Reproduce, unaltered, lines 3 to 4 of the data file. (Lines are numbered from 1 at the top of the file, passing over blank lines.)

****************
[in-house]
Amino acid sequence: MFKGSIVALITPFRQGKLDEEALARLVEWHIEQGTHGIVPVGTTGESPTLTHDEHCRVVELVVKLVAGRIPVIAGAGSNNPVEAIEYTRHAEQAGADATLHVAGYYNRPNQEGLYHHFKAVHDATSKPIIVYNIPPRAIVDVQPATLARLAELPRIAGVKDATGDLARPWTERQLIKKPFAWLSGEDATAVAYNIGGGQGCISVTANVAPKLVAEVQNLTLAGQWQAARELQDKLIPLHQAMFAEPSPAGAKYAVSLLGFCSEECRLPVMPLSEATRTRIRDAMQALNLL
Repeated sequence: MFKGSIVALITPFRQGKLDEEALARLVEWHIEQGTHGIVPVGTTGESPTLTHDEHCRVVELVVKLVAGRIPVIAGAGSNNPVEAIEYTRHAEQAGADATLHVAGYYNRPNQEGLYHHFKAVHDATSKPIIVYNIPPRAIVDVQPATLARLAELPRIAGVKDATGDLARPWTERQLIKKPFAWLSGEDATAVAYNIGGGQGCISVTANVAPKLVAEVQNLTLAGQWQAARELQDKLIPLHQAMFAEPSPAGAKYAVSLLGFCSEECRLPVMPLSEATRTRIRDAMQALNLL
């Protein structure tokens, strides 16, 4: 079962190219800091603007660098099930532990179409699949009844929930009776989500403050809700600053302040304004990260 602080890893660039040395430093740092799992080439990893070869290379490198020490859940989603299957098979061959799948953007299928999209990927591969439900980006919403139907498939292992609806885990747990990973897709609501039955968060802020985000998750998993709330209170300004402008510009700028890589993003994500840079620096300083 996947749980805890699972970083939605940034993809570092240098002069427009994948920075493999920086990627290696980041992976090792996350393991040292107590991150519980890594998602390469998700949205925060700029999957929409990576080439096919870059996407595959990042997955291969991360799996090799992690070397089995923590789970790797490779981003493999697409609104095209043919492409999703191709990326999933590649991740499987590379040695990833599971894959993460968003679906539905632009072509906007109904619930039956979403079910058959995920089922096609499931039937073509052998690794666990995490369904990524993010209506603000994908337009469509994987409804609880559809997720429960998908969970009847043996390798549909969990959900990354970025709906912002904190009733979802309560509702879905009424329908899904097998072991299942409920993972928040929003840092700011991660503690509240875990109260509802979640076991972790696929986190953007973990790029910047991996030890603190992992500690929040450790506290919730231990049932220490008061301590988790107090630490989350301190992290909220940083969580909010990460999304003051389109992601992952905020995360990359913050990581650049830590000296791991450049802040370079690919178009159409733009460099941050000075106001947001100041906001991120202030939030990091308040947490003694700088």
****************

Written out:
Repeated sequence: MFKGSIVALITPFRQGKLDEEALARLVEWHIEQGTHGIVPVGTTGESPTLTHDEHCRVVELVVKLVAGRIPVIAGAGSNNPVEAIEYTRHAEQAGADATLHVAGYYNRPNQEGLYHHFKAVHDATSKPIIVYNIPPRAIVDVQPATLARLAELPRIAGVKDATGDLARPWTERQLIKKPFAWLSGEDATAVAYNIGGGQGCISVTANVAPKLVAEVQNLTLAGQWQAARELQDKLIPLHQAMFAEPSPAGAKYAVSLLGFCSEECRLPVMPLSEATRTRIRDAMQALNLL
């Protein structure tokens, strides 16, 4: 079962190219800091603007660098099930532990179409699949009844929930009776989500403050809700600053302040304004990260 602080890893660039040395430093740092799992080439990893070869290379490198020490859940989603299957098979061959799948953007299928999209990927591969439900980006919403139907498939292992609806885990747990990973897709609501039955968060802020985000998750998993709330209170300004402008510009700028890589993003994500840079620096300083 996947749980805890699972970083939605940034993809570092240098002069427009994948920075493999920086990627290696980041992976090792996350393991040292107590991150519980890594998602390469998700949205925060700029999957929409990576080439096919870059996407595959990042997955291969991360799996090799992690070397089995923590789970790797490779981003493999697409609104095209043919492409999703191709990326999933590649991740499987590379040695990833599971894959993460968003679906539905632009072509906007109904619930039956979403079910058959995920089922096609499931039937073509052998690794666990995490369904990524993010209506603000994908337009469509994987409804609880559809997720429960998908969970009847043996390798549909969990959900990354970025709906912002904190009733979802309560509702879905009424329908899904097998072991299942409920993972928040929003840092700011991660503690509240875990109260509802979640076991972790696929986190953007973990790029910047991996030890603190992992500690929040450790506290919730231990049932220490008061301590988790107090630490989350301190992290909220940083969580909010990460999304003051389109992601992952905020995360990359913050990581650049830590000296791991450049802040370079690919178009159409733009460099941050000075106001947001100041906001991120202030939030990091308040947490003694700088």